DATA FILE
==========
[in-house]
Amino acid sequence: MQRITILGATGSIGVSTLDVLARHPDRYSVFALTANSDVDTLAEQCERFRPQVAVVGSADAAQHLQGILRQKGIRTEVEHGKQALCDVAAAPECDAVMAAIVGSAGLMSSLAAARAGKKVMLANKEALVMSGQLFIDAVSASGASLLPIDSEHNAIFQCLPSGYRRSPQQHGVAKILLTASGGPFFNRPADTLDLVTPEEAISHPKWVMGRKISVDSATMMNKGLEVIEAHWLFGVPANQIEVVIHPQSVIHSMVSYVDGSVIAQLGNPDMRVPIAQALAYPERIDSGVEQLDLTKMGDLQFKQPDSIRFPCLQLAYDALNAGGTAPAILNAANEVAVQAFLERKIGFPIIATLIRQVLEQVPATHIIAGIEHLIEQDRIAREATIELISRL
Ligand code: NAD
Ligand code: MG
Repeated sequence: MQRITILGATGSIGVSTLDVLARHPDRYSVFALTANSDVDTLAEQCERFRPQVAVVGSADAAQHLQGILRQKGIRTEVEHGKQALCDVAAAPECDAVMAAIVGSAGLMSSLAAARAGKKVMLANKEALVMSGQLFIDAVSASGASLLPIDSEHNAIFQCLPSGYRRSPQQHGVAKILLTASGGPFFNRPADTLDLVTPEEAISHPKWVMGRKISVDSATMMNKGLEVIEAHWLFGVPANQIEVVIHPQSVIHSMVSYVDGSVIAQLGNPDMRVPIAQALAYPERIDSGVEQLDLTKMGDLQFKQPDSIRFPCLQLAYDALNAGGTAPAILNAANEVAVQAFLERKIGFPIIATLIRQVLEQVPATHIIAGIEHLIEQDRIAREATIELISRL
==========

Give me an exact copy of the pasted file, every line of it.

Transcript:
[in-house]
Amino acid sequence: MQRITILGATGSIGVSTLDVLARHPDRYSVFALTANSDVDTLAEQCERFRPQVAVVGSADAAQHLQGILRQKGIRTEVEHGKQALCDVAAAPECDAVMAAIVGSAGLMSSLAAARAGKKVMLANKEALVMSGQLFIDAVSASGASLLPIDSEHNAIFQCLPSGYRRSPQQHGVAKILLTASGGPFFNRPADTLDLVTPEEAISHPKWVMGRKISVDSATMMNKGLEVIEAHWLFGVPANQIEVVIHPQSVIHSMVSYVDGSVIAQLGNPDMRVPIAQALAYPERIDSGVEQLDLTKMGDLQFKQPDSIRFPCLQLAYDALNAGGTAPAILNAANEVAVQAFLERKIGFPIIATLIRQVLEQVPATHIIAGIEHLIEQDRIAREATIELISRL
Ligand code: NAD
Ligand code: MG
Repeated sequence: MQRITILGATGSIGVSTLDVLARHPDRYSVFALTANSDVDTLAEQCERFRPQVAVVGSADAAQHLQGILRQKGIRTEVEHGKQALCDVAAAPECDAVMAAIVGSAGLMSSLAAARAGKKVMLANKEALVMSGQLFIDAVSASGASLLPIDSEHNAIFQCLPSGYRRSPQQHGVAKILLTASGGPFFNRPADTLDLVTPEEAISHPKWVMGRKISVDSATMMNKGLEVIEAHWLFGVPANQIEVVIHPQSVIHSMVSYVDGSVIAQLGNPDMRVPIAQALAYPERIDSGVEQLDLTKMGDLQFKQPDSIRFPCLQLAYDALNAGGTAPAILNAANEVAVQAFLERKIGFPIIATLIRQVLEQVPATHIIAGIEHLIEQDRIAREATIELISRL